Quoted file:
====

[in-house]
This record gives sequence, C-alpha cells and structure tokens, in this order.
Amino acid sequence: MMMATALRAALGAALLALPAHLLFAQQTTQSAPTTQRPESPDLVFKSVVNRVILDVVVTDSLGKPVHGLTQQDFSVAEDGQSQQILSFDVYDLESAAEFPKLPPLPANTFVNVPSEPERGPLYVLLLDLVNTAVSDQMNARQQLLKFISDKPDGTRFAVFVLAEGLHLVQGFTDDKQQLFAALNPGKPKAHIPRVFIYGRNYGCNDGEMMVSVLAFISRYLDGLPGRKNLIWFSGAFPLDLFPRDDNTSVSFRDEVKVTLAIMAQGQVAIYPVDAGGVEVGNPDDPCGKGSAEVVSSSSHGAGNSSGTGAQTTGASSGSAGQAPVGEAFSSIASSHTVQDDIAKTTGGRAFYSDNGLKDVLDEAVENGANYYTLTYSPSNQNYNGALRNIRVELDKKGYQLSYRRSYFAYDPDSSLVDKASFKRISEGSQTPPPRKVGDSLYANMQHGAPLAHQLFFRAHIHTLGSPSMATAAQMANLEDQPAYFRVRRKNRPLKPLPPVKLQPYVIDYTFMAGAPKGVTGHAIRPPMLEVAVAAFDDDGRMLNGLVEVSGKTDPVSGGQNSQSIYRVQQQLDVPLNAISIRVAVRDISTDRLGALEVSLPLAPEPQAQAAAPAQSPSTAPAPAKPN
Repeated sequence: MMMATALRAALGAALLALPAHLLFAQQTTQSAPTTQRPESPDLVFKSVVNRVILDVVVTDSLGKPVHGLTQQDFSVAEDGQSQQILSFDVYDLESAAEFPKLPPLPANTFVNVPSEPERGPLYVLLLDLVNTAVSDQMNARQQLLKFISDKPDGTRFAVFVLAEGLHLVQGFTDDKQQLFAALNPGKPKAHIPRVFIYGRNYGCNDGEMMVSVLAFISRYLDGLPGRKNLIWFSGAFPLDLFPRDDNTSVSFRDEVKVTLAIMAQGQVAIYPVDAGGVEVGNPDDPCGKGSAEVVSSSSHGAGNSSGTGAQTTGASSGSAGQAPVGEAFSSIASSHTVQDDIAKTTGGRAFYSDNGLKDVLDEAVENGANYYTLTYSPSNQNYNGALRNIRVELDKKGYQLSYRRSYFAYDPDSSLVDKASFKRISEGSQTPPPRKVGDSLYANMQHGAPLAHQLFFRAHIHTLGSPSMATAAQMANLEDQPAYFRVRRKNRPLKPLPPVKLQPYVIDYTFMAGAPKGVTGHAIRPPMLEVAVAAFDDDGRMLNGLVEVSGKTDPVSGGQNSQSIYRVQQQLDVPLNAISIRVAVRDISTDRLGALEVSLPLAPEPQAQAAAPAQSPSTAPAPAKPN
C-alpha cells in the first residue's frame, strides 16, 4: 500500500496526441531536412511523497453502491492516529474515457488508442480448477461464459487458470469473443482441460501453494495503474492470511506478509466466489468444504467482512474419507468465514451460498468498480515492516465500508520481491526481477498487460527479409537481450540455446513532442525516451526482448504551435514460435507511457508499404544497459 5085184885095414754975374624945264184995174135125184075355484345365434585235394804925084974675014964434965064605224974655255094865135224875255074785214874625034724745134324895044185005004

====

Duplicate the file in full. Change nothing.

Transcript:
[in-house]
This record gives sequence, C-alpha cells and structure tokens, in this order.
Amino acid sequence: MMMATALRAALGAALLALPAHLLFAQQTTQSAPTTQRPESPDLVFKSVVNRVILDVVVTDSLGKPVHGLTQQDFSVAEDGQSQQILSFDVYDLESAAEFPKLPPLPANTFVNVPSEPERGPLYVLLLDLVNTAVSDQMNARQQLLKFISDKPDGTRFAVFVLAEGLHLVQGFTDDKQQLFAALNPGKPKAHIPRVFIYGRNYGCNDGEMMVSVLAFISRYLDGLPGRKNLIWFSGAFPLDLFPRDDNTSVSFRDEVKVTLAIMAQGQVAIYPVDAGGVEVGNPDDPCGKGSAEVVSSSSHGAGNSSGTGAQTTGASSGSAGQAPVGEAFSSIASSHTVQDDIAKTTGGRAFYSDNGLKDVLDEAVENGANYYTLTYSPSNQNYNGALRNIRVELDKKGYQLSYRRSYFAYDPDSSLVDKASFKRISEGSQTPPPRKVGDSLYANMQHGAPLAHQLFFRAHIHTLGSPSMATAAQMANLEDQPAYFRVRRKNRPLKPLPPVKLQPYVIDYTFMAGAPKGVTGHAIRPPMLEVAVAAFDDDGRMLNGLVEVSGKTDPVSGGQNSQSIYRVQQQLDVPLNAISIRVAVRDISTDRLGALEVSLPLAPEPQAQAAAPAQSPSTAPAPAKPN
Repeated sequence: MMMATALRAALGAALLALPAHLLFAQQTTQSAPTTQRPESPDLVFKSVVNRVILDVVVTDSLGKPVHGLTQQDFSVAEDGQSQQILSFDVYDLESAAEFPKLPPLPANTFVNVPSEPERGPLYVLLLDLVNTAVSDQMNARQQLLKFISDKPDGTRFAVFVLAEGLHLVQGFTDDKQQLFAALNPGKPKAHIPRVFIYGRNYGCNDGEMMVSVLAFISRYLDGLPGRKNLIWFSGAFPLDLFPRDDNTSVSFRDEVKVTLAIMAQGQVAIYPVDAGGVEVGNPDDPCGKGSAEVVSSSSHGAGNSSGTGAQTTGASSGSAGQAPVGEAFSSIASSHTVQDDIAKTTGGRAFYSDNGLKDVLDEAVENGANYYTLTYSPSNQNYNGALRNIRVELDKKGYQLSYRRSYFAYDPDSSLVDKASFKRISEGSQTPPPRKVGDSLYANMQHGAPLAHQLFFRAHIHTLGSPSMATAAQMANLEDQPAYFRVRRKNRPLKPLPPVKLQPYVIDYTFMAGAPKGVTGHAIRPPMLEVAVAAFDDDGRMLNGLVEVSGKTDPVSGGQNSQSIYRVQQQLDVPLNAISIRVAVRDISTDRLGALEVSLPLAPEPQAQAAAPAQSPSTAPAPAKPN
C-alpha cells in the first residue's frame, strides 16, 4: 500500500496526441531536412511523497453502491492516529474515457488508442480448477461464459487458470469473443482441460501453494495503474492470511506478509466466489468444504467482512474419507468465514451460498468498480515492516465500508520481491526481477498487460527479409537481450540455446513532442525516451526482448504551435514460435507511457508499404544497459 5085184885095414754975374624945264184995174135125184075355484345365434585235394804925084974675014964434965064605224974655255094865135224875255074785214874625034724745134324895044185005004